usual, for better photos and stories refer to Cathy’s blog.
Speaking of Cathy’s, one of the
highlights of my trip was Cathy’s second place in the World Masters
Orienteering sprint distance final. After qualifying in fifth place, Cathy had
a fast and smooth run, with the exception of a small mistake after what became
known as the ‘tunnel of disappointment’. My friend and arch rival (actually she’s
not really my arch rival because she’s so much better than me – she just happens
to be my virtual twin, age-wise!) Tash won by a wide margin, as expected, but
Cathy’s unexpected second place cheered me up considerably after my three
minute mistake on the T.O.D.
In the long distance, I again ran
a lot better in the first qualifying race, finishing second (I’d also qualified
third in the sprint) but was a little disappointed in my race in the final.
Winsplits (a website that lists individual control split times and highlights
in pink where you’ve fucked up) had me in second place after control 7, only a
minute behind (in the forest) the Finnish girl who started two minuted ahead of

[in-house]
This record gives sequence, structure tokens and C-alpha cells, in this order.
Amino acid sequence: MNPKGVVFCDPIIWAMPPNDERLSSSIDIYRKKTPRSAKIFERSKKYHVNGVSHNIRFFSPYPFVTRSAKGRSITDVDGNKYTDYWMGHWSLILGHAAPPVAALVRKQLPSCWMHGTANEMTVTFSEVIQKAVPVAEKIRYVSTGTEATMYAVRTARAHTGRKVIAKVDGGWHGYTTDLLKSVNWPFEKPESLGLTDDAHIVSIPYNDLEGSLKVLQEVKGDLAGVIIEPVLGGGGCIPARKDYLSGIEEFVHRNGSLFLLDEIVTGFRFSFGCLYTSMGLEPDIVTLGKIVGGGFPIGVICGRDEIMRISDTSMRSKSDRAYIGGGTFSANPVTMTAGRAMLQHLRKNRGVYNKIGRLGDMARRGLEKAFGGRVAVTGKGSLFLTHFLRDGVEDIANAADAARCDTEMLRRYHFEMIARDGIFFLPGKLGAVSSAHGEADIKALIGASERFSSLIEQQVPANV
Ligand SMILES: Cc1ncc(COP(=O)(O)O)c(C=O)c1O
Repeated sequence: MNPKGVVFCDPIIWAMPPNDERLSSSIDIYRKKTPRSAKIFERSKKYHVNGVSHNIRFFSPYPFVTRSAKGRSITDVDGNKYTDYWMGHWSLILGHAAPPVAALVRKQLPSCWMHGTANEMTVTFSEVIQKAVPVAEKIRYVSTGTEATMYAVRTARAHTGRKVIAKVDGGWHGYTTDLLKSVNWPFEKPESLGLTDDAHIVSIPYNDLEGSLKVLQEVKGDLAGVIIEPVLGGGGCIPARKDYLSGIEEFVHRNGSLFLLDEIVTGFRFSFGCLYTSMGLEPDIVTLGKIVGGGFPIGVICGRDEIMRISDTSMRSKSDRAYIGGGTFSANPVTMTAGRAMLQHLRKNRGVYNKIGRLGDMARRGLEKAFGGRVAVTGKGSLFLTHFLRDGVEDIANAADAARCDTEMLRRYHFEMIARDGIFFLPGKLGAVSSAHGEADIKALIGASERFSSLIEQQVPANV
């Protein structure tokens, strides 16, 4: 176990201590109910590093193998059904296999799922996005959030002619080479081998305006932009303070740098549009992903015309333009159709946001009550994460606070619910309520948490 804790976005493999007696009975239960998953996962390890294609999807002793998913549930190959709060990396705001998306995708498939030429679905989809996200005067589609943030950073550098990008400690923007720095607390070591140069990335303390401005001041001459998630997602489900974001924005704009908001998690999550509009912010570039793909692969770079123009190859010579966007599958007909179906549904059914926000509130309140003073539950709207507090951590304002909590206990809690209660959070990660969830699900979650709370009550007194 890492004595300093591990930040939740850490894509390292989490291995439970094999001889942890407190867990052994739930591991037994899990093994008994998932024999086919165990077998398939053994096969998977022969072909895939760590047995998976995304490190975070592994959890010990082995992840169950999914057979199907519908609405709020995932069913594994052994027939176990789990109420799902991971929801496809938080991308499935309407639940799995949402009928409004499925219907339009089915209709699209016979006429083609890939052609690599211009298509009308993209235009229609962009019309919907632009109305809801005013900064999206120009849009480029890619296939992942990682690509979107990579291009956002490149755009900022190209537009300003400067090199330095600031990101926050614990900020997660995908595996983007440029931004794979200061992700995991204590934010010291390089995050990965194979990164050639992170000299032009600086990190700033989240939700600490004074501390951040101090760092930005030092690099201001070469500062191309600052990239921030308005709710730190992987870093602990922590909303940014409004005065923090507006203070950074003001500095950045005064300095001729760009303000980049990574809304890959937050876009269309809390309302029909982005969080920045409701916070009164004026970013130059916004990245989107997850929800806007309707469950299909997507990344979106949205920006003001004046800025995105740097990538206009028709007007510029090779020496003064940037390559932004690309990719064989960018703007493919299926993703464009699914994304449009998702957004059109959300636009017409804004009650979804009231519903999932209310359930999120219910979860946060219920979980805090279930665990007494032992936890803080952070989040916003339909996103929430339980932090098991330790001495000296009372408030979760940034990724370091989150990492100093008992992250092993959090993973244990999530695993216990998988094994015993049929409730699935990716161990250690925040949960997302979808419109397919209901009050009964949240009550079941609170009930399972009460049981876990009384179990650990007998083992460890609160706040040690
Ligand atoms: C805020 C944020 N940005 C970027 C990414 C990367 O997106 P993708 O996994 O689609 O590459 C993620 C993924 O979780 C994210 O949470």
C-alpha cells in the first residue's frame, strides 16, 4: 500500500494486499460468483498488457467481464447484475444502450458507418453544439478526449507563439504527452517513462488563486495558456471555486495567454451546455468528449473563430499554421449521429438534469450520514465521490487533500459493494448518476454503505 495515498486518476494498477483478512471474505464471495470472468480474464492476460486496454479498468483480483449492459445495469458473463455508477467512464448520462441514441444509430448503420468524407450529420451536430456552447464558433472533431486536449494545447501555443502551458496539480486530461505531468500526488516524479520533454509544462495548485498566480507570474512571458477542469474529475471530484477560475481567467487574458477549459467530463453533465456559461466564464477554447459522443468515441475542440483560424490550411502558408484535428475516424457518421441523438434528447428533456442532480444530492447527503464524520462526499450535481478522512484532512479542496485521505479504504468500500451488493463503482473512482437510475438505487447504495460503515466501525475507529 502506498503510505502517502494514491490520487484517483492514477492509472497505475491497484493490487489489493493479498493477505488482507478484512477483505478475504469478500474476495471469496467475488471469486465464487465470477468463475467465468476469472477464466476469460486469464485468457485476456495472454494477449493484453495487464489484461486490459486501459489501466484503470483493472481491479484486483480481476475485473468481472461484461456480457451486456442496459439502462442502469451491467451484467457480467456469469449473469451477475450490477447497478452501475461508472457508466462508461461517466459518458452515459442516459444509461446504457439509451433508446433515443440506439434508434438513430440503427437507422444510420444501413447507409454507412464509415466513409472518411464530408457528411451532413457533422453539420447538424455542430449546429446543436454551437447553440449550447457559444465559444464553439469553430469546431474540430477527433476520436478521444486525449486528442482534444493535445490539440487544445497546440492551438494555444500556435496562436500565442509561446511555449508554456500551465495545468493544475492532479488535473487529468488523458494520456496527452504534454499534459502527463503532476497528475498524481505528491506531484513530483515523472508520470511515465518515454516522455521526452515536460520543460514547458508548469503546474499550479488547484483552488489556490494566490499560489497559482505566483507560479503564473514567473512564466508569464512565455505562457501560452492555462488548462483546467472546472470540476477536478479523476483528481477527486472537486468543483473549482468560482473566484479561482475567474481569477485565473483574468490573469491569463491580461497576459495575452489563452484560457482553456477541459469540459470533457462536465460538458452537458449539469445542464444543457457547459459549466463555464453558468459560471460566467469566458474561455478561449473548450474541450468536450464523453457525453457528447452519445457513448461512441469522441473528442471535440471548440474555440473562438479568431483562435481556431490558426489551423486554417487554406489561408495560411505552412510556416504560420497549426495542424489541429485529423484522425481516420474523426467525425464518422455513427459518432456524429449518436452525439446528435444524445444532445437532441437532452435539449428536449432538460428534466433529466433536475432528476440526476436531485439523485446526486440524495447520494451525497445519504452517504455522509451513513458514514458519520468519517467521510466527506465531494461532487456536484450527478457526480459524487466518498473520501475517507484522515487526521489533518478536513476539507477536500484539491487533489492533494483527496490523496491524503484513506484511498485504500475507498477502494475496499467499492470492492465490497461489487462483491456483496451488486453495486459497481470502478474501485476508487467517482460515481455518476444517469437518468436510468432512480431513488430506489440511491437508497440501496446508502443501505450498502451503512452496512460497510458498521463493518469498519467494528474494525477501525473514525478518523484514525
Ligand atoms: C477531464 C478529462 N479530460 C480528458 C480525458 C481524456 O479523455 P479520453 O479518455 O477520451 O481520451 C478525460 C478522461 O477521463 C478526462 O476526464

me and who would eventually catch the third, fourth and fifth place getters,
forming a mega-train through the forest, with all of them finishing at the same
time! Oh well. After rushing out of control 7 in the wrong direction, I
proceeded to make a three minute mistake on number 8, and again on number 10,
and again on number 14! Whoops. I was definitely running faster than the speed
at which I could navigate, which wasn’t actually that fast, but was faster than
my fitness would allow. At any rate I really enjoyed the race, despite
mistakes, the forest was beautiful and it has inspired me to train harder and
build on my NZ-acquired fitness.
Here are some more of my highlights:
Hanging out with my niece and nephew...sometimes literally!
Sunday, 16 April 2017
Thanks to Dad's laptop and a WiFi connection, I can finally add some photos of our Milford Track hike.
In approximate order:
Dani and Paul (with his kiddie pack)
Andy and Jono
Cathy and Zali (spot the taller of the two)
Dani at the start of the climb...it was still dark!
McKinnon pass...a 'spectacular viewing highlight' of the trip (so we hear)
Rainbow on the descent.
The mountains emerge.
Sutherland falls from a distance.
Jett and Cathy in the typically verdant* forest.
Me looking at my favourite falls.
Jono goes in for the smooch.
The cutaway...which took five years, a lot of dynamite and a lot of blokes with pick-axes.
Our pretty lunch spot by the river on the last day.
One last waterfall for luck.